Theories and New Technologies in Media Discussion

Question 1: What are the key differences between how two or more theories view the relationships between messages, audiences and/or society from the articles?

Question 2: What changes to the gatekeeping process, if any, have been brought about by the proliferation of digital and social media? How might future research account for what extant gatekeeping literature fails to consider given these changes?

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Media Practice and Education
ISSN: 2574-1136 (Print) 2574-1144 (Online) Journal homepage:
Millennials at the back gates: how young adults’
digital news practices present a new media
logic for news gathering and gatekeeping as
user-oriented activities in a participatory news
Brant Burkey
To cite this article: Brant Burkey (2019) Millennials at the back gates: how young adults’ digital
news practices present a new media logic for news gathering and gatekeeping as user-oriented
activities in a participatory news ecosystem, Media Practice and Education, 20:4, 303-318, DOI:
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Published online: 06 Sep 2018.
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2019, VOL. 20, NO. 4, 303–318
Millennials at the back gates: how young adults’ digital news
practices present a new media logic for news gathering and
gatekeeping as user-oriented activities in a participatory news
Brant Burkey
Department of Communications, California State University, Carson, CA, USA
The participatory nature of the contemporary news ecosystem makes
it increasingly important to examine how digital news users are active
participants in selecting, authenticating, contextualizing, and
distributing digital news content, redefining our understanding of
news gathering and gatekeeping as being user-oriented activities
in this digital order. This qualitative study provides insight into the
motivations, perceptions, and attitudes of millennials regarding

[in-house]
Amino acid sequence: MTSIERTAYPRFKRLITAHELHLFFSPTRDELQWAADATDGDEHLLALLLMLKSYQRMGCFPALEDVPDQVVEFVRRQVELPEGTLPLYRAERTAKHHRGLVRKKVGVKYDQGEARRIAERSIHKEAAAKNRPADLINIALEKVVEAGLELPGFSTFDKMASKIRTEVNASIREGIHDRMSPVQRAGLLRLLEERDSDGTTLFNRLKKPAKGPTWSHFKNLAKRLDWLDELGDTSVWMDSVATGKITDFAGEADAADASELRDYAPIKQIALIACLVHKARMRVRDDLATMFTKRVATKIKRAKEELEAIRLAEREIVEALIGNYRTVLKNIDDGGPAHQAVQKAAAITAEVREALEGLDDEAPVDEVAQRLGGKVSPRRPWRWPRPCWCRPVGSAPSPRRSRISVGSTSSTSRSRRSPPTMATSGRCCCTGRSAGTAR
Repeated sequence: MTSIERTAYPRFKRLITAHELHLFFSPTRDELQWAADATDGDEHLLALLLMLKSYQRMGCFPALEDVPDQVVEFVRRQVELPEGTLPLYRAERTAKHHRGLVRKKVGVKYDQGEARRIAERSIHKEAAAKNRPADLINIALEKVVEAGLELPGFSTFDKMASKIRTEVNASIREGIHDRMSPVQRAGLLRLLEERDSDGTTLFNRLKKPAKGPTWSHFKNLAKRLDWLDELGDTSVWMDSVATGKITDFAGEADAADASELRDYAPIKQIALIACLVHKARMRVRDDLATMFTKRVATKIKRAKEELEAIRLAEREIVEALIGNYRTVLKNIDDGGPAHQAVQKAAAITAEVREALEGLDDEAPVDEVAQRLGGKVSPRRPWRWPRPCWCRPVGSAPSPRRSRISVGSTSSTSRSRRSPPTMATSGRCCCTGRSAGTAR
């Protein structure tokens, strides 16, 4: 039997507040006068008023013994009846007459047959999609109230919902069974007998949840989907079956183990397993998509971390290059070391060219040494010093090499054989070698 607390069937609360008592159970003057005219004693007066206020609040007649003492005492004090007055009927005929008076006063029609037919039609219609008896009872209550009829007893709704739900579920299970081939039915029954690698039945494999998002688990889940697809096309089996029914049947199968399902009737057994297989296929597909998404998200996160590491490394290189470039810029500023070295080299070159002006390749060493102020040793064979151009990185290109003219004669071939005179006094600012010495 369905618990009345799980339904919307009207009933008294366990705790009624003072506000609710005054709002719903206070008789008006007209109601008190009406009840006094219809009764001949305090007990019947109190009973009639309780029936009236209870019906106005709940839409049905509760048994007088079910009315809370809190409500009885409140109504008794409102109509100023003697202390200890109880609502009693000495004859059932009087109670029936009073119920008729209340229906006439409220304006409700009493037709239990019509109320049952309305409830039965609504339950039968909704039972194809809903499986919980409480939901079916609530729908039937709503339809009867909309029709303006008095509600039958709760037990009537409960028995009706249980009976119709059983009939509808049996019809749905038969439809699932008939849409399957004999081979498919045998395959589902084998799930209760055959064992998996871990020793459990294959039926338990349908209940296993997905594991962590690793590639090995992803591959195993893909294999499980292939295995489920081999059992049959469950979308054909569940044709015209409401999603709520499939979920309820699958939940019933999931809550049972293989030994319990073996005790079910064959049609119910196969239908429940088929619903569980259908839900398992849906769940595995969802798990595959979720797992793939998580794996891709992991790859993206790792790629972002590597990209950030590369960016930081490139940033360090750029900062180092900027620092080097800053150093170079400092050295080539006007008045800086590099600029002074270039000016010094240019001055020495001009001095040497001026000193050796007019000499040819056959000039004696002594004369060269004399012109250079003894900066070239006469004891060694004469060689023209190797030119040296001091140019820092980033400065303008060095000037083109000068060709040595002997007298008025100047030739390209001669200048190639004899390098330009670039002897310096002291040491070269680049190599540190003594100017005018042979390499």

their digital news practices, while highlighting their roles as
distributive news gatherers and reciprocal gatekeepers.
Received 8 July 2017
Accepted 11 April 2018
Digital news practices;
distributive news gathering;
reciprocal gatekeeping;
millennials; digital news users
With so much discussion lately of ‘fake news’ stories, more attention is clearly needed to
outline the boundaries of our participatory news ecosystem so we can better understand
how news users’ digital practices are implicated in redefining our notions of news gathering and gatekeeping. The view of digital news users is too often on news consumption,
access, and contribution without enough regard for thinking of them specifically
minding the back gates as post-production news gatherers and gatekeepers. In this participatory news ecology, many digital news users are fulfilling the same criteria as news professionals when they seek out sources, verify facts, as well as select particular platforms to
share and distribute digital news content, all of which have significant impacts on how,
where, and what news information is interpreted at the post-production level. Taking
into account this larger role digital news users play in contributing to, creating, and producing news content has led to such audience-centric notions of journalism as ‘participatory journalism’ (Domingo et al. 2008), ‘citizen journalism’ (Lewis, Kaufhold, and Lasorsa